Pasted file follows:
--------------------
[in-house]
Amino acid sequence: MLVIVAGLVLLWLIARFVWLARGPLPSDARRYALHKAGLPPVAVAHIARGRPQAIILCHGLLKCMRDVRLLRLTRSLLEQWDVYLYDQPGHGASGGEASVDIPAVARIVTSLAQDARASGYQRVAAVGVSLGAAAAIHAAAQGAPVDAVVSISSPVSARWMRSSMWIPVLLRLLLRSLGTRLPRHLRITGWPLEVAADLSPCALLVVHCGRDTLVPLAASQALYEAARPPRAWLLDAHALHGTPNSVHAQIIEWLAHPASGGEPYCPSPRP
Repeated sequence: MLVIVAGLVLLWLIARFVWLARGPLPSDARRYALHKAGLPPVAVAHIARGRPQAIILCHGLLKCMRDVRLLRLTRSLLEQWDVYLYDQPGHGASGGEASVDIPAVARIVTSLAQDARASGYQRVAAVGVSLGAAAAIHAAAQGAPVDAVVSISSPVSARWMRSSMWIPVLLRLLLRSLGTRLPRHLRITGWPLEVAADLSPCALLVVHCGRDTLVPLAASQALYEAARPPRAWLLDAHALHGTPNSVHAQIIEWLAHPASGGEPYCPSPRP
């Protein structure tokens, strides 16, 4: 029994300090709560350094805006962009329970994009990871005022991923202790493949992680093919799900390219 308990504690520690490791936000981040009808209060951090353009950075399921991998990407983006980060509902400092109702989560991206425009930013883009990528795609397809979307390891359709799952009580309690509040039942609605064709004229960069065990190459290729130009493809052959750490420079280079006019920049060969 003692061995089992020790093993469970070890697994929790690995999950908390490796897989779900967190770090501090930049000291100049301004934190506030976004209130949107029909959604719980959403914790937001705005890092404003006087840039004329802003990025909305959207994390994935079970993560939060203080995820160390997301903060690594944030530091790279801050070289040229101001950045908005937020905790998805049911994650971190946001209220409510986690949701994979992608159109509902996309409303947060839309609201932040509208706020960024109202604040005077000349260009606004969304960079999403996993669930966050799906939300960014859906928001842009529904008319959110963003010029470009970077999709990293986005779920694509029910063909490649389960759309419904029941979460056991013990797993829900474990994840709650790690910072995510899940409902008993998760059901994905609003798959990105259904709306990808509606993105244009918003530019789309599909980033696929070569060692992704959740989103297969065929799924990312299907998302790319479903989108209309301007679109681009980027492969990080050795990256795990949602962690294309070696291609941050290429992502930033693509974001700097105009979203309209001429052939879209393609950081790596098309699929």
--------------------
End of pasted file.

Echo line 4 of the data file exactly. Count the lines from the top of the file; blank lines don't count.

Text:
């Protein structure tokens, strides 16, 4: 029994300090709560350094805006962009329970994009990871005022991923202790493949992680093919799900390219 308990504690520690490791936000981040009808209060951090353009950075399921991998990407983006980060509902400092109702989560991206425009930013883009990528795609397809979307390891359709799952009580309690509040039942609605064709004229960069065990190459290729130009493809052959750490420079280079006019920049060969 003692061995089992020790093993469970070890697994929790690995999950908390490796897989779900967190770090501090930049000291100049301004934190506030976004209130949107029909959604719980959403914790937001705005890092404003006087840039004329802003990025909305959207994390994935079970993560939060203080995820160390997301903060690594944030530091790279801050070289040229101001950045908005937020905790998805049911994650971190946001209220409510986690949701994979992608159109509902996309409303947060839309609201932040509208706020960024109202604040005077000349260009606004969304960079999403996993669930966050799906939300960014859906928001842009529904008319959110963003010029470009970077999709990293986005779920694509029910063909490649389960759309419904029941979460056991013990797993829900474990994840709650790690910072995510899940409902008993998760059901994905609003798959990105259904709306990808509606993105244009918003530019789309599909980033696929070569060692992704959740989103297969065929799924990312299907998302790319479903989108209309301007679109681009980027492969990080050795990256795990949602962690294309070696291609941050290429992502930033693509974001700097105009979203309209001429052939879209393609950081790596098309699929």